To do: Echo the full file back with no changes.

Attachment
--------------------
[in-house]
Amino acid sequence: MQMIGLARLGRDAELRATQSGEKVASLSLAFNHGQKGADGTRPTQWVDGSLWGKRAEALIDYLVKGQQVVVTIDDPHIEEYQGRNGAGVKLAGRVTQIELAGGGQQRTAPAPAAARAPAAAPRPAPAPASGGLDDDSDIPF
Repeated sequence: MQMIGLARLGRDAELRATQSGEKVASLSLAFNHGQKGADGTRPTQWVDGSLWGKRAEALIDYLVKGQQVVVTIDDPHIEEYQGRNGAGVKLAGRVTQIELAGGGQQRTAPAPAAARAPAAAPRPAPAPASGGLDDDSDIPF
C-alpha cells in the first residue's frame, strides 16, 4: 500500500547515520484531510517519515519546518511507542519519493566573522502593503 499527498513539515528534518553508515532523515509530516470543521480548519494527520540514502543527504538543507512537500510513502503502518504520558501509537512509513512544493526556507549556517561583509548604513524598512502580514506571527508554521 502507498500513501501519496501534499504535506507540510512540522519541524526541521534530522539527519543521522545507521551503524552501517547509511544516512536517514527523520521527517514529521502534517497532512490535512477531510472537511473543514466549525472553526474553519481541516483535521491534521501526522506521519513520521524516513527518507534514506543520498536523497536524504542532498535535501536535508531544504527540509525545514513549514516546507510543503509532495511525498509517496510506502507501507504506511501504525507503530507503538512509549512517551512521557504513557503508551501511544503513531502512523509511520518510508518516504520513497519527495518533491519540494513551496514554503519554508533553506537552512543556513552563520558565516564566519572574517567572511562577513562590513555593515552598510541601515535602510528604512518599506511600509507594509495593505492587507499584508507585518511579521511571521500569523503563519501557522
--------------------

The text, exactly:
[in-house]
Amino acid sequence: MQMIGLARLGRDAELRATQSGEKVASLSLAFNHGQKGADGTRPTQWVDGSLWGKRAEALIDYLVKGQQVVVTIDDPHIEEYQGRNGAGVKLAGRVTQIELAGGGQQRTAPAPAAARAPAAAPRPAPAPASGGLDDDSDIPF
Repeated sequence: MQMIGLARLGRDAELRATQSGEKVASLSLAFNHGQKGADGTRPTQWVDGSLWGKRAEALIDYLVKGQQVVVTIDDPHIEEYQGRNGAGVKLAGRVTQIELAGGGQQRTAPAPAAARAPAAAPRPAPAPASGGLDDDSDIPF
C-alpha cells in the first residue's frame, strides 16, 4: 500500500547515520484531510517519515519546518511507542519519493566573522502593503 499527498513539515528534518553508515532523515509530516470543521480548519494527520540514502543527504538543507512537500510513502503502518504520558501509537512509513512544493526556507549556517561583509548604513524598512502580514506571527508554521 502507498500513501501519496501534499504535506507540510512540522519541524526541521534530522539527519543521522545507521551503524552501517547509511544516512536517514527523520521527517514529521502534517497532512490535512477531510472537511473543514466549525472553526474553519481541516483535521491534521501526522506521519513520521524516513527518507534514506543520498536523497536524504542532498535535501536535508531544504527540509525545514513549514516546507510543503509532495511525498509517496510506502507501507504506511501504525507503530507503538512509549512517551512521557504513557503508551501511544503513531502512523509511520518510508518516504520513497519527495518533491519540494513551496514554503519554508533553506537552512543556513552563520558565516564566519572574517567572511562577513562590513555593515552598510541601515535602510528604512518599506511600509507594509495593505492587507499584508507585518511579521511571521500569523503563519501557522